Project Argentina

The 12 April 2019 Declassification

In Spring of 2018, five undergraduate students joined Professor Silvia Tandeciarz and the National Security Archive’s Southern Cone expert Carlos Osorio to train and prepare for a major declassification of U.S. documents on foreign policy in Argentina. Announced by President Barack Obama in April of 2016, the declassification entailed the largest number of documents ever handed over to a foreign government in what some have called “declassification diplomacy.” Though the declassification was delayed several times, the Spring 2018 students spent the semester reviewing previously declassified materials on Chile, Argentina and other countries involved in Operación Condor in order to learn how to read and process the documents so that they would be prepared to dive in when the documents were released. The focus of this work was to uncover as much information as possible about the human rights abuses that were perpetrated by the Argentine government during the years that the military junta was in power, from 1976 to 1983. Due to the clandestine nature of the disappearances, torture, and deaths of civilians during that period, uncovering new information in these declassified documents is indispensable to uncovering the truth and hopefully achieving justice in ongoing court cases in Argentina. The Spring 2018 cohort of students uncovered new information in the documents and prepared preliminary briefing books on particular cases of human rights abuses (when these are finalized, they will be available here); the Spring 2019 cohort of students continued this work, having themselves been trained as National Security Archive interns. Both cohorts contributed to a sampler and briefing book alerting the public to the type of documents this declassification makes available for the first time. Many of the Spring 2019 interns continued their work over the summer. The Fall 2019 cohort is continuing this work and will be joined by William & Mary interns at the Comisión Provincial por la Memoria to draft joint electronic briefing books cross-referencing materials from both, U.S. and Argentine, archives.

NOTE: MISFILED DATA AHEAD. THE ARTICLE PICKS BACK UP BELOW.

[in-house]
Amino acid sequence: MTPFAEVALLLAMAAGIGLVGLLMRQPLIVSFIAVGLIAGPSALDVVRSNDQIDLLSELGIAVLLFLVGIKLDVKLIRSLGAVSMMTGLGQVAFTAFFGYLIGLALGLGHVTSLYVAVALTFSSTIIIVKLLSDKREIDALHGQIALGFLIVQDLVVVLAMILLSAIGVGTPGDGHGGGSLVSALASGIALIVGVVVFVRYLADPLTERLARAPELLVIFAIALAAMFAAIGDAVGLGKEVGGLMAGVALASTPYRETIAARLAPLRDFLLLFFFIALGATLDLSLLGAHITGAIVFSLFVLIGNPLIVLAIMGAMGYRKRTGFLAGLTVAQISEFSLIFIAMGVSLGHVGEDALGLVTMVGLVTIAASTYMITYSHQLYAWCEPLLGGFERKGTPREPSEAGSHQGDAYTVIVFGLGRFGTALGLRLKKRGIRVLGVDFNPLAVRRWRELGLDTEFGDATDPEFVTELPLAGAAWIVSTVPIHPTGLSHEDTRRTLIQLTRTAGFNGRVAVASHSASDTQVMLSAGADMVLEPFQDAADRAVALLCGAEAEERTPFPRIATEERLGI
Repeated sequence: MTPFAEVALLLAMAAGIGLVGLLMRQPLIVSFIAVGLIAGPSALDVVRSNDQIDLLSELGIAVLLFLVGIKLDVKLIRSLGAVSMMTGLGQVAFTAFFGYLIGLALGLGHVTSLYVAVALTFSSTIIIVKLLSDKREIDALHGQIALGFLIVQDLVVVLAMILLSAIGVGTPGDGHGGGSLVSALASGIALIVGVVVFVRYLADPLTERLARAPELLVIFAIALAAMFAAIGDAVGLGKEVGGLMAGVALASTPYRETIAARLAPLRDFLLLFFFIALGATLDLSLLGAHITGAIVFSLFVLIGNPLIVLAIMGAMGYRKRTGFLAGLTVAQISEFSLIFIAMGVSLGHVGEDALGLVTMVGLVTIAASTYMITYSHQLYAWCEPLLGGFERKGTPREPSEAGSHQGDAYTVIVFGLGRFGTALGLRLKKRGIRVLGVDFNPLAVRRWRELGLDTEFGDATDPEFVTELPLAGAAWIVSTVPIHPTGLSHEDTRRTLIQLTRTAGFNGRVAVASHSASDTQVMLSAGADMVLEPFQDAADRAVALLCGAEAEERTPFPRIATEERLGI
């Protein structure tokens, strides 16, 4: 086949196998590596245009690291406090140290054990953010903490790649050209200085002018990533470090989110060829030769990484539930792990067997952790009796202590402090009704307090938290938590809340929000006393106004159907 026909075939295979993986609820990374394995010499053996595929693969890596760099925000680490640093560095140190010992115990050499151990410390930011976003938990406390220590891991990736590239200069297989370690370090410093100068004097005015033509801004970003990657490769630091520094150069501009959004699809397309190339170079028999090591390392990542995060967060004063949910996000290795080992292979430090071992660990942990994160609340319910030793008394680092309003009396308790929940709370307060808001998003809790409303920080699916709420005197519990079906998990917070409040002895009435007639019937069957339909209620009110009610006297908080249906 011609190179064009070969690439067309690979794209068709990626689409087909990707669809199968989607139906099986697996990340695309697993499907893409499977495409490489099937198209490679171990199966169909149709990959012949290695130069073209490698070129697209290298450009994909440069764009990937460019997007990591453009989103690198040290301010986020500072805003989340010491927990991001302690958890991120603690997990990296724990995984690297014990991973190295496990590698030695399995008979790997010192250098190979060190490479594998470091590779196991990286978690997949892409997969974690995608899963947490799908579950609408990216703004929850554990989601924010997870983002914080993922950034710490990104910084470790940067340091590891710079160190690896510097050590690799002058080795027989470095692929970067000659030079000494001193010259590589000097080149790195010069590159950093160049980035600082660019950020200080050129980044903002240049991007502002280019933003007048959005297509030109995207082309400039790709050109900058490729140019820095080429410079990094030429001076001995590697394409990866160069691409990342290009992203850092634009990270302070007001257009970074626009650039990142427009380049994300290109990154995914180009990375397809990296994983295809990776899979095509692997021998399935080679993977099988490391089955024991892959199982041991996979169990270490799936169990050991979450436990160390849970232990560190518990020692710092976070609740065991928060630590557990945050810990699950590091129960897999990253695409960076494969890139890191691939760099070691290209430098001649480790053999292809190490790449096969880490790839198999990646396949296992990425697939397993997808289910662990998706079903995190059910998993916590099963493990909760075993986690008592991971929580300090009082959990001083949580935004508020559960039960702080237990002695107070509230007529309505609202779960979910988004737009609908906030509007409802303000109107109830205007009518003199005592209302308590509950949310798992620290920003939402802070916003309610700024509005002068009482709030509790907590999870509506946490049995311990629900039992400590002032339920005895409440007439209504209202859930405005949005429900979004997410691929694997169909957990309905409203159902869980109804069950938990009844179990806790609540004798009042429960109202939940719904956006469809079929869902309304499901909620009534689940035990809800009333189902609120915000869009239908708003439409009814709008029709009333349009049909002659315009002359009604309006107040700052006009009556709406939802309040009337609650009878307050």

News stories about declassification:

Interview with Tandeciarz (Andar Agencia, Argentina).

Clarín (Argentina)

WY Daily (Williamsburg/Yorktown Daily)

Comisión Press Release: NSA-DIPPBA agreement

Reference Chronology: Argentina Dictatorship, 1976 – 1983

In Spring of 2011, six students, together with Prof. Tandeciarz and Prof. Konefal, began to create a reference chronology on Argentina’s last dictatorship from 1976 – 1983.   The chronology seeks to highlight key events and turning points, focusing especially on human rights and U.S. policy shifts toward the military junta during these years.  The students utilize declassified U.S. State Department documents for their research, in addition to drawing from academic literature and other primary sources (found here in an annotated glossary).  The chronology was published and made available to researchers, academics, and students by the NSA as a companion and reference to a complete set of over 3,000 declassified documents: see Osorio, Carlos, ed. Argentina, 1975:1980: The Making of U.S. Human Rights Policy. Washington, D.C.: The National Security Archive and Chadwyck-Healey, 2012. 

Timerman Briefing Book Project

In 2009, ten students, in a course taught by Prof. Tandeciarz, created a Briefing Book for the National Security Archive and a companion Briefing Book for the Comisión Provincial por la Memoria. This project focused on the experiences of journalist Jacobo Timerman, whose detention during the last Argentine dictatorship generated international attention and helped to shape the United States’ human rights agenda.

Judicial Cases

In Fall 2009 and Spring 2010, mentored by Professor Konefal, student research focused on identifying documents in the Archive relevant to ongoing court cases in Argentina. Their work has directly contributed to the prosecution of those responsible for crimes against humanity committed during the period of State Terrorism in five cases before the Argentine Tribunals.